By: Camila Chediak, 2L
The COVID-19 outbreak left nations around the globe scrambling to provide relief to billions of people. The pandemic created an unprecedented disruption that has been met with a wide range of government responses from every country—though not all responses have been praised. One recent unpopular response to the pandemic comes from Argentina. This particular course of action has been criticized as both a detriment to its nation and a move to push a political agenda under the guise of COVID-19 relief.
In August 2020, Argentina’s president, Alberto Fernández, signed a decree referred to as “Argentina Digital” that proclaimed telecommunication services as essential public services. Internet, television, and telephone companies are capped at a fixed price until the end of 2020 in what the government calls an effort to guarantee access to equal quality services to all people. As part of this decree, all telecommunication companies are obligated to remain under the fixed price cap or appeal to the government for individual approval on price increases.
The biggest concern is that this decree will destabilize the telecommunication’s competitive market and could further aggravate the country’s economy during this already precarious state. This decree risks two harmful results. Companies will compensate by either lowering the quality of service to fit within the government’s new parameters or will pull out of the country’s market altogether, which could have a lasting effect on investments. Major American telecommunication companies such as HBO or DirecTV will have to take a serious look at whether it is better to end their relationships with Argentina. In the end, these likely consequences tend to go against the very reason the price freeze was made in the first place. Which leads one to ask, what is the true reason for passing this decree?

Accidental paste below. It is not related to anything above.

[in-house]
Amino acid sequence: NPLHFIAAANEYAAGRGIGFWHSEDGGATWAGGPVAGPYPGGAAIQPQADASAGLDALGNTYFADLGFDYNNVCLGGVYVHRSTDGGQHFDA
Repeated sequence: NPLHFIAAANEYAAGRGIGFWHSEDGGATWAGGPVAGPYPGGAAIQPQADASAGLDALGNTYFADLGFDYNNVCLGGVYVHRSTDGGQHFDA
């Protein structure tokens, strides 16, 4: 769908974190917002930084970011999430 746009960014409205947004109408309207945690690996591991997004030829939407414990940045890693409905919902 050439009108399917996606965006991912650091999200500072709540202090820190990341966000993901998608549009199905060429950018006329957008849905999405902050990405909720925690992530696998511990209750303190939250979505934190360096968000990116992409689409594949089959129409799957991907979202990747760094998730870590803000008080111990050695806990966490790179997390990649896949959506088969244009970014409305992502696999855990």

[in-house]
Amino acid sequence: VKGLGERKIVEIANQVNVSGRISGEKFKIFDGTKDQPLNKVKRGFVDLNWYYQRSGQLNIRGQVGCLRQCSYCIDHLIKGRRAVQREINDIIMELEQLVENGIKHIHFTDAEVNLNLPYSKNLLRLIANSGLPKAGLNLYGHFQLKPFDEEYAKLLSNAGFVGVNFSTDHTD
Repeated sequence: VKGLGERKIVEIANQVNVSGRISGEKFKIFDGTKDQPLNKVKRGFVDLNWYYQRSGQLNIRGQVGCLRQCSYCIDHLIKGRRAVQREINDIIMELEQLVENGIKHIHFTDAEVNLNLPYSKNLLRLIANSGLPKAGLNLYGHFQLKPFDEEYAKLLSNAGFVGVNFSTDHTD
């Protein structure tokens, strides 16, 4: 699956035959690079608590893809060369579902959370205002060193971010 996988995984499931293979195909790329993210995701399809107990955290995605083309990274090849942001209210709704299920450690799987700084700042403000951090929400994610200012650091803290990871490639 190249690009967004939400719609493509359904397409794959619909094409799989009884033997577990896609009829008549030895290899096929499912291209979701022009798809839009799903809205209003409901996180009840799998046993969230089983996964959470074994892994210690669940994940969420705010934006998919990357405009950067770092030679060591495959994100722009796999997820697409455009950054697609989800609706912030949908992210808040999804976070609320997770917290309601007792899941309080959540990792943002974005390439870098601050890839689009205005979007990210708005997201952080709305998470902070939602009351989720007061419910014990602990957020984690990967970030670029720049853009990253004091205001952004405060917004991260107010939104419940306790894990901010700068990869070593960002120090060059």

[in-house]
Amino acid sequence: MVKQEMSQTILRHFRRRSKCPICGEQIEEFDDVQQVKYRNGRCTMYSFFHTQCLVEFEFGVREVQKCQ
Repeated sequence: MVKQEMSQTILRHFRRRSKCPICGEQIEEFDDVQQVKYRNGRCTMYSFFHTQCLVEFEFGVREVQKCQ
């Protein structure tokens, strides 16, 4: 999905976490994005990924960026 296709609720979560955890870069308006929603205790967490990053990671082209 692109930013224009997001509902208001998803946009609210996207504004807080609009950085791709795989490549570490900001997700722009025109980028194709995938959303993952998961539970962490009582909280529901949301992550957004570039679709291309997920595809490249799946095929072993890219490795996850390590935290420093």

Critics have called this a step towards the “Venezualization of Argentina.” Interfering with a private business’ right to set its prices to its own standards is a common theme of socialism, which is prevalent among many Latin American countries. Andrea Giuricin, CEO of TRA Consulting and professor at Universidad Milan-Bicocca, argues that this could seriously isolate Argentina from the rest of Latin America, as well as internationally. This attack on the country’s telecommunication industry creates a barrier to the rest of the world in a time when people are most in need of open and dependable communication. Ultimately, the consequences will be swift and unforgiving. And by the time Argentina looks to return to the international stage as a free market economy, it may find it lacks the incentive and trust necessary to entice foreign telecommunication companies into once again investing in Argentina.